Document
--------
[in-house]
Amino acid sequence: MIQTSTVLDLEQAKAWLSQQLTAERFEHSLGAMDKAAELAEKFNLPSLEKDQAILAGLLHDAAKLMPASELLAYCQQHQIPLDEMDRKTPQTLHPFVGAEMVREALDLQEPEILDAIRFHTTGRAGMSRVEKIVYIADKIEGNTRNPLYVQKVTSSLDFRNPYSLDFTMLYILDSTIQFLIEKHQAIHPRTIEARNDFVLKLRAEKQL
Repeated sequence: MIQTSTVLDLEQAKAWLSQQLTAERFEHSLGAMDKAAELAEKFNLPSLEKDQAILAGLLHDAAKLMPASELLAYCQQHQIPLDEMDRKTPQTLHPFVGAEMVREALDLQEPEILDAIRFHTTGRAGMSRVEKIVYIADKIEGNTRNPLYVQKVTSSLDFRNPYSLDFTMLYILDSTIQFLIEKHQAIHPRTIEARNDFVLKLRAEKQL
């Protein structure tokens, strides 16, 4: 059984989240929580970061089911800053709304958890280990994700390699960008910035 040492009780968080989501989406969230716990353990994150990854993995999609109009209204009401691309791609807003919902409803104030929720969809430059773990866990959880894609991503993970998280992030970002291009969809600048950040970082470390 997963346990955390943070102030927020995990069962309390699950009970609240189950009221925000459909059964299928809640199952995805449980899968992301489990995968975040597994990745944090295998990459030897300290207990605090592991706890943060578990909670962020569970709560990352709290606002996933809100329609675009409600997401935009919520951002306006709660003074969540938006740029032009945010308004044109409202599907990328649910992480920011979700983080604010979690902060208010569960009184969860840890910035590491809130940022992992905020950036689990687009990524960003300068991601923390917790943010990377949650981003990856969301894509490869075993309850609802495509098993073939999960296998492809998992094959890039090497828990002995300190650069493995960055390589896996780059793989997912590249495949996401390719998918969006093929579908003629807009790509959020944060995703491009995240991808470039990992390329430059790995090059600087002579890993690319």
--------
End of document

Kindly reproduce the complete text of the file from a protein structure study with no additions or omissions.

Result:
[in-house]
Amino acid sequence: MIQTSTVLDLEQAKAWLSQQLTAERFEHSLGAMDKAAELAEKFNLPSLEKDQAILAGLLHDAAKLMPASELLAYCQQHQIPLDEMDRKTPQTLHPFVGAEMVREALDLQEPEILDAIRFHTTGRAGMSRVEKIVYIADKIEGNTRNPLYVQKVTSSLDFRNPYSLDFTMLYILDSTIQFLIEKHQAIHPRTIEARNDFVLKLRAEKQL
Repeated sequence: MIQTSTVLDLEQAKAWLSQQLTAERFEHSLGAMDKAAELAEKFNLPSLEKDQAILAGLLHDAAKLMPASELLAYCQQHQIPLDEMDRKTPQTLHPFVGAEMVREALDLQEPEILDAIRFHTTGRAGMSRVEKIVYIADKIEGNTRNPLYVQKVTSSLDFRNPYSLDFTMLYILDSTIQFLIEKHQAIHPRTIEARNDFVLKLRAEKQL
């Protein structure tokens, strides 16, 4: 059984989240929580970061089911800053709304958890280990994700390699960008910035 040492009780968080989501989406969230716990353990994150990854993995999609109009209204009401691309791609807003919902409803104030929720969809430059773990866990959880894609991503993970998280992030970002291009969809600048950040970082470390 997963346990955390943070102030927020995990069962309390699950009970609240189950009221925000459909059964299928809640199952995805449980899968992301489990995968975040597994990745944090295998990459030897300290207990605090592991706890943060578990909670962020569970709560990352709290606002996933809100329609675009409600997401935009919520951002306006709660003074969540938006740029032009945010308004044109409202599907990328649910992480920011979700983080604010979690902060208010569960009184969860840890910035590491809130940022992992905020950036689990687009990524960003300068991601923390917790943010990377949650981003990856969301894509490869075993309850609802495509098993073939999960296998492809998992094959890039090497828990002995300190650069493995960055390589896996780059793989997912590249495949996401390719998918969006093929579908003629807009790509959020944060995703491009995240991808470039990992390329430059790995090059600087002579890993690319």